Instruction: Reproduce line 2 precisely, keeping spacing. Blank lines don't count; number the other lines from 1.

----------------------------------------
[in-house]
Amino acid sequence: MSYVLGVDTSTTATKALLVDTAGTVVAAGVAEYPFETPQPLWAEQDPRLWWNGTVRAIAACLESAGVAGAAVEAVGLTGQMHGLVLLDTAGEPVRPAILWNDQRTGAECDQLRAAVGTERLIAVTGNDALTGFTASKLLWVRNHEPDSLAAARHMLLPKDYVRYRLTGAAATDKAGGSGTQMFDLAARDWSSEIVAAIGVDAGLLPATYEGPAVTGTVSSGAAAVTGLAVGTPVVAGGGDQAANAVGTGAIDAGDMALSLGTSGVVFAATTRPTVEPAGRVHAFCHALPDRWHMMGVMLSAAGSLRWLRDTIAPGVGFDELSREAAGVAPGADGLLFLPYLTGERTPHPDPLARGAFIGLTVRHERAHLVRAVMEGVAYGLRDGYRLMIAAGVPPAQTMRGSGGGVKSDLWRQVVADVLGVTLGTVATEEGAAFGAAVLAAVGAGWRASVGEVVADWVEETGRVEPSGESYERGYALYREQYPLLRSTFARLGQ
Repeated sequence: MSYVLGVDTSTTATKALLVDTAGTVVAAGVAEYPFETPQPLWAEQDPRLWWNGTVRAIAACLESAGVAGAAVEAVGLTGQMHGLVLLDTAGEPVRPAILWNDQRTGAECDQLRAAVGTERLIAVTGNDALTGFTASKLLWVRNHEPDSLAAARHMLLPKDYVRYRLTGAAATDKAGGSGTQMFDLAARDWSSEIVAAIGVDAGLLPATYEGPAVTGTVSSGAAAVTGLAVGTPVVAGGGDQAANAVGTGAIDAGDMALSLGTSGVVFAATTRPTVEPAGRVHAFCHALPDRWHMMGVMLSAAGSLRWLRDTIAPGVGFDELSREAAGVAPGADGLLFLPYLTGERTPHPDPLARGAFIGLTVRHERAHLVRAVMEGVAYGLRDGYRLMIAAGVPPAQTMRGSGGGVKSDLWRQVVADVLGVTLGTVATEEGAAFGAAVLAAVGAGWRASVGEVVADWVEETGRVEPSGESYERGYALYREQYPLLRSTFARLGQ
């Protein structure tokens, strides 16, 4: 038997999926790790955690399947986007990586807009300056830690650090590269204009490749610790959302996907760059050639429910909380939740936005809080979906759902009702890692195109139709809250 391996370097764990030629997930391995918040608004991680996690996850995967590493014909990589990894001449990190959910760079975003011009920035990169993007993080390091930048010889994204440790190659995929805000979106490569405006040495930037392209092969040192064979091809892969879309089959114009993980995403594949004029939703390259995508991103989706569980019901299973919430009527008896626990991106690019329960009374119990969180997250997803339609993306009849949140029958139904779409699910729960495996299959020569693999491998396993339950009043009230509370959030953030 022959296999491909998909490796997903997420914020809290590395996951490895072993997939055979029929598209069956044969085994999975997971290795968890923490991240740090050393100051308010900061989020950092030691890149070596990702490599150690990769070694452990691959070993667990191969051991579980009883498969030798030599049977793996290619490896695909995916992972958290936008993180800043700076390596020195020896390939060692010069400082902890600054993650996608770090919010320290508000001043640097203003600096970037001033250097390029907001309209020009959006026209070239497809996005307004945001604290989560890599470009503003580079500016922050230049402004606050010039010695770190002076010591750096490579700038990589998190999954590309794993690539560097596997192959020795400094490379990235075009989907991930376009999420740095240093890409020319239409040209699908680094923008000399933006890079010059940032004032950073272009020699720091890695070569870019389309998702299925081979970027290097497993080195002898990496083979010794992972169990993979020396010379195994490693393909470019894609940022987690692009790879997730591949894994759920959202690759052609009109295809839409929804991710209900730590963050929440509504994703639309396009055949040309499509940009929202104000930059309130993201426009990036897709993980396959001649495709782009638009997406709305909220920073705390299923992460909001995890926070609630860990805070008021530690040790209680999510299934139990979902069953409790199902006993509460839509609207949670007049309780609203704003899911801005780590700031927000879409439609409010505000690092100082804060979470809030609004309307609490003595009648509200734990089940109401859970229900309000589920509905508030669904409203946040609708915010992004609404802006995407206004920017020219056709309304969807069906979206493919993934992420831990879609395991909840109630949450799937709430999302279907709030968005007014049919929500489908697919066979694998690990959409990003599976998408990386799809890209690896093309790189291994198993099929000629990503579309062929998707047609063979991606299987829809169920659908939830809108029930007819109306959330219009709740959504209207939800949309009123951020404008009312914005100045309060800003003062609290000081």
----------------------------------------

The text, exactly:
Amino acid sequence: MSYVLGVDTSTTATKALLVDTAGTVVAAGVAEYPFETPQPLWAEQDPRLWWNGTVRAIAACLESAGVAGAAVEAVGLTGQMHGLVLLDTAGEPVRPAILWNDQRTGAECDQLRAAVGTERLIAVTGNDALTGFTASKLLWVRNHEPDSLAAARHMLLPKDYVRYRLTGAAATDKAGGSGTQMFDLAARDWSSEIVAAIGVDAGLLPATYEGPAVTGTVSSGAAAVTGLAVGTPVVAGGGDQAANAVGTGAIDAGDMALSLGTSGVVFAATTRPTVEPAGRVHAFCHALPDRWHMMGVMLSAAGSLRWLRDTIAPGVGFDELSREAAGVAPGADGLLFLPYLTGERTPHPDPLARGAFIGLTVRHERAHLVRAVMEGVAYGLRDGYRLMIAAGVPPAQTMRGSGGGVKSDLWRQVVADVLGVTLGTVATEEGAAFGAAVLAAVGAGWRASVGEVVADWVEETGRVEPSGESYERGYALYREQYPLLRSTFARLGQ